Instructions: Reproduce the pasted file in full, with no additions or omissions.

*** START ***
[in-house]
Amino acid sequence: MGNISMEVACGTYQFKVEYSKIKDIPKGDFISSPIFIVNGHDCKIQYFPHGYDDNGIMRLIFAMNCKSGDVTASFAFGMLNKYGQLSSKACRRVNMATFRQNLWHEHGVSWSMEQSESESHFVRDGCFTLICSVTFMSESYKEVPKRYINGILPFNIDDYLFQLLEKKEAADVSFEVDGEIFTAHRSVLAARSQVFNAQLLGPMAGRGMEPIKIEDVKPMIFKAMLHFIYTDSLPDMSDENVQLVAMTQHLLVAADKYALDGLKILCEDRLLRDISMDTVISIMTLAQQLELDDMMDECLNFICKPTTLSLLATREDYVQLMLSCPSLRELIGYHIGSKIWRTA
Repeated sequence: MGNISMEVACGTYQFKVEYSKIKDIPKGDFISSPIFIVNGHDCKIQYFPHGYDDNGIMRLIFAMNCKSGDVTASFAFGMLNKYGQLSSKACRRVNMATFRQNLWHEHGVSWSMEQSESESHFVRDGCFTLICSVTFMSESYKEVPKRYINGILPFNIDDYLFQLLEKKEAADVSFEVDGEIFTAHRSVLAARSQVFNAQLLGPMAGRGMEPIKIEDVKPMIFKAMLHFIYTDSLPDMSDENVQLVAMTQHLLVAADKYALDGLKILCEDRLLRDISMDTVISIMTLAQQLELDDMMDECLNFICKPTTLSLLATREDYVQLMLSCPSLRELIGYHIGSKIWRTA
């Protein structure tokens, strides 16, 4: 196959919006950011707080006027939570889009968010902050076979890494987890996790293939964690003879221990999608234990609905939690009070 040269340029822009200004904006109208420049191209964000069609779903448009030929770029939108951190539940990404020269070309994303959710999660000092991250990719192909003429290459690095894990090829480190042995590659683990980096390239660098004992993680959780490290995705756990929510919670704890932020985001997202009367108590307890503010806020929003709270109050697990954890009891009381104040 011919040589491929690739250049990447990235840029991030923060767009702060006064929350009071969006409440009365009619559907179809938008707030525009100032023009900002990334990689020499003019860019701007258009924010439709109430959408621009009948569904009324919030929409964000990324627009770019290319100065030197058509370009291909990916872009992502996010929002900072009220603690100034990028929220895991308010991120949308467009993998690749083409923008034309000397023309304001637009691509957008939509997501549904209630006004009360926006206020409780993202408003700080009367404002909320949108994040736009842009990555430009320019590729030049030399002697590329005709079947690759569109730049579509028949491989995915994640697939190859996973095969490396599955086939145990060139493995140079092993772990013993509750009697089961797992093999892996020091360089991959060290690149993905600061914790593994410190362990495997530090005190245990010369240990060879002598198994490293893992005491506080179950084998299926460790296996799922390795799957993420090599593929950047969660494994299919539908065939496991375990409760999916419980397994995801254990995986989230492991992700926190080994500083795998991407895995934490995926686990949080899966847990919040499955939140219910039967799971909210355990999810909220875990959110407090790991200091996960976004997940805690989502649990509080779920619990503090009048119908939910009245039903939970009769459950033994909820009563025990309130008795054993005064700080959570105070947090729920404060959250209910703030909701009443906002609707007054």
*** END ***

[in-house]
Amino acid sequence: MGNISMEVACGTYQFKVEYSKIKDIPKGDFISSPIFIVNGHDCKIQYFPHGYDDNGIMRLIFAMNCKSGDVTASFAFGMLNKYGQLSSKACRRVNMATFRQNLWHEHGVSWSMEQSESESHFVRDGCFTLICSVTFMSESYKEVPKRYINGILPFNIDDYLFQLLEKKEAADVSFEVDGEIFTAHRSVLAARSQVFNAQLLGPMAGRGMEPIKIEDVKPMIFKAMLHFIYTDSLPDMSDENVQLVAMTQHLLVAADKYALDGLKILCEDRLLRDISMDTVISIMTLAQQLELDDMMDECLNFICKPTTLSLLATREDYVQLMLSCPSLRELIGYHIGSKIWRTA
Repeated sequence: MGNISMEVACGTYQFKVEYSKIKDIPKGDFISSPIFIVNGHDCKIQYFPHGYDDNGIMRLIFAMNCKSGDVTASFAFGMLNKYGQLSSKACRRVNMATFRQNLWHEHGVSWSMEQSESESHFVRDGCFTLICSVTFMSESYKEVPKRYINGILPFNIDDYLFQLLEKKEAADVSFEVDGEIFTAHRSVLAARSQVFNAQLLGPMAGRGMEPIKIEDVKPMIFKAMLHFIYTDSLPDMSDENVQLVAMTQHLLVAADKYALDGLKILCEDRLLRDISMDTVISIMTLAQQLELDDMMDECLNFICKPTTLSLLATREDYVQLMLSCPSLRELIGYHIGSKIWRTA
């Protein structure tokens, strides 16, 4: 196959919006950011707080006027939570889009968010902050076979890494987890996790293939964690003879221990999608234990609905939690009070 040269340029822009200004904006109208420049191209964000069609779903448009030929770029939108951190539940990404020269070309994303959710999660000092991250990719192909003429290459690095894990090829480190042995590659683990980096390239660098004992993680959780490290995705756990929510919670704890932020985001997202009367108590307890503010806020929003709270109050697990954890009891009381104040 011919040589491929690739250049990447990235840029991030923060767009702060006064929350009071969006409440009365009619559907179809938008707030525009100032023009900002990334990689020499003019860019701007258009924010439709109430959408621009009948569904009324919030929409964000990324627009770019290319100065030197058509370009291909990916872009992502996010929002900072009220603690100034990028929220895991308010991120949308467009993998690749083409923008034309000397023309304001637009691509957008939509997501549904209630006004009360926006206020409780993202408003700080009367404002909320949108994040736009842009990555430009320019590729030049030399002697590329005709079947690759569109730049579509028949491989995915994640697939190859996973095969490396599955086939145990060139493995140079092993772990013993509750009697089961797992093999892996020091360089991959060290690149993905600061914790593994410190362990495997530090005190245990010369240990060879002598198994490293893992005491506080179950084998299926460790296996799922390795799957993420090599593929950047969660494994299919539908065939496991375990409760999916419980397994995801254990995986989230492991992700926190080994500083795998991407895995934490995926686990949080899966847990919040499955939140219910039967799971909210355990999810909220875990959110407090790991200091996960976004997940805690989502649990509080779920619990503090009048119908939910009245039903939970009769459950033994909820009563025990309130008795054993005064700080959570105070947090729920404060959250209910703030909701009443906002609707007054």